Note that squashing does make sense if some of your intermediate commits were made by accident and should’ve actually been been part of another commit. In that case, it wouldn’t make sense to keep those commits separate. You could also use squashing to clean up noisy or meaningless commits, like if you’re trying to trigger a CI pipeline to rerun (but you’re better off amending the latest commit and force-pushing to your branch, rather than making commits like
y u no work).
Atomic commits solve all of the problems that I mentioned earlier and offer a number of benefits. You’ll appreciate them more once you have to undo changes in Git or work with lots of other developers.
While it’s true that you need to put in more effort upfront to separate your commits into independent units of work, this investment is well worth it.
For one, atomic commits make it easier for you and your team to track down the source of regressions in the future if you encounter a problem that’s particularly tricky to debug.
If you make atomic commits and run a
git bisect, and Git is able to identify the offending commit, you’ll be more confident that the changes in this commit were in fact responsible for introducing the bug and that they didn’t also touch other areas of the code. This can significantly narrow the scope of files that you now have to examine more closely to understand what went wrong. Even better, you may be able to get away with just reverting that commit.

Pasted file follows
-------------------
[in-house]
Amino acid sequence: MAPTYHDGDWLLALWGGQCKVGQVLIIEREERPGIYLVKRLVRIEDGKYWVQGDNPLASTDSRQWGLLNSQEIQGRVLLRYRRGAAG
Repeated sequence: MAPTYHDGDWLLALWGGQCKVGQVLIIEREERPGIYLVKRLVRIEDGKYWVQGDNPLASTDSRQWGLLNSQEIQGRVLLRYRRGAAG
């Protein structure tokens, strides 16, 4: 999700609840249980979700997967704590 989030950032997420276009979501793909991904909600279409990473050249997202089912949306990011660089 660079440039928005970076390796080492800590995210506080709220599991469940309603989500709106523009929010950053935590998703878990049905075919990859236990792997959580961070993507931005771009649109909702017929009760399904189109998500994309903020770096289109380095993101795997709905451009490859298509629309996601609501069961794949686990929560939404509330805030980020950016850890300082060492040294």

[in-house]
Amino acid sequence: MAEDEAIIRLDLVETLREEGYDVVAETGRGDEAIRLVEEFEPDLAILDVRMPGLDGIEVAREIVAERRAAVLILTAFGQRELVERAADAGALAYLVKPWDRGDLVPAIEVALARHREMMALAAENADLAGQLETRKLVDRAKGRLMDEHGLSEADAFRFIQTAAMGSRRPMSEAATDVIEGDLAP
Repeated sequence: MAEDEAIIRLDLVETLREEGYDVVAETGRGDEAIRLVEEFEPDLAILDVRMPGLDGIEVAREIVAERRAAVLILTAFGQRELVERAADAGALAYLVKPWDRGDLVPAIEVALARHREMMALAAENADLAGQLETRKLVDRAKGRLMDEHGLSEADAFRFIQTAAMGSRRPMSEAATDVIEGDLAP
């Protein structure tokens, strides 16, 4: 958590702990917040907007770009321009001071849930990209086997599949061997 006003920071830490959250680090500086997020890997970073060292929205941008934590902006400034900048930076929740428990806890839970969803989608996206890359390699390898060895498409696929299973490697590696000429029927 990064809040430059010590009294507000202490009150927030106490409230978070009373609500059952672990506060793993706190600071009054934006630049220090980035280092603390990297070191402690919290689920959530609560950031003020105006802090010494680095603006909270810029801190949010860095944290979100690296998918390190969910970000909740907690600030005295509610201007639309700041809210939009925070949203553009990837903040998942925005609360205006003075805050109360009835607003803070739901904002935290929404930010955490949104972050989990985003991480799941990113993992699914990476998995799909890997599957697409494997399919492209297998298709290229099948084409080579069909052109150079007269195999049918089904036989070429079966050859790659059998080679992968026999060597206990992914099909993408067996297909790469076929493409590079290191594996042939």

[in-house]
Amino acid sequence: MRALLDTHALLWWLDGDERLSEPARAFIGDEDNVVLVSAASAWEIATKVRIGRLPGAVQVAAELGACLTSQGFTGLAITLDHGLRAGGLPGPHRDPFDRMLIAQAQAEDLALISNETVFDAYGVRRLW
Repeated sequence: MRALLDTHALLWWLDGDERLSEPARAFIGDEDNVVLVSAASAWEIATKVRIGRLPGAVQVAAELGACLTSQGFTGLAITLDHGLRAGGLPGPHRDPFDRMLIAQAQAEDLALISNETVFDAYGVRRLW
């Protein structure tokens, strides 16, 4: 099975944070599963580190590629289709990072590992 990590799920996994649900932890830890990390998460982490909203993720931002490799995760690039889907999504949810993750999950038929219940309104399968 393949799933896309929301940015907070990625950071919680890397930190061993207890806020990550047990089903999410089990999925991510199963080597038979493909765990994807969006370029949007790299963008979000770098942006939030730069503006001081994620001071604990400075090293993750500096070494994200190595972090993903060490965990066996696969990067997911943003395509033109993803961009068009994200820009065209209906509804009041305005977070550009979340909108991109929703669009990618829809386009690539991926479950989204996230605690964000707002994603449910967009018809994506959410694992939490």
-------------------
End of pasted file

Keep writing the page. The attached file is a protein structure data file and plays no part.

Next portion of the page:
If instead you had included additional changes as part of this commit, you would have had to figure out which of those changes were responsible for the bug. This can create an annoying and unpredictable developer experience where bugs can silently creep into your code alongside legitimate changes.
Let’s say you’re working on a big feature. There are lots of moving pieces, and you may even need to refactor some older code to accommodate your new changes. When at last you put up your PR, some of the reviewers disagree with certain changes you had made and request that you undo them. Sounds simple enough, right?
Unfortunately, you didn’t make atomic commits—you lumped all of your changes into just one or two commits for convenience, with overlapping scopes of work. Some of your messages were also hastily composed, making it more difficult for you to determine which of these handful of commits introduced the unwanted code changes.
Your only option is to go in and undo those changes by hand. And if the changes were particularly involved, it’s going to be even more painful. As it turns out, larger commits are not so convenient after all—you neglected to put in the time upfront to split your commits into independent pieces of work, and now you’re suffering the consequences.
If you had instead used atomic commits for all of your work, you’d be able to revert (or even drop) the few commits related to the change requests, and you’d be done within minutes. Rre-request review, and you’re done.
This isn’t just true for change requests, though—while you’re working on a ticket, you may realize that your current approach is not ideal, so you may need to backtrack. But if you have a bunch of uncommitted changes in Git—with multiple overlapping concerns and several different changes in a single file, some of which are needed and others that must be discarded—you’ll need to undo your work manually. But if you had written atomic commits, you’d be able to revert the ones that introduced the changes and be done (or, better yet, rebase and drop those commits entirely).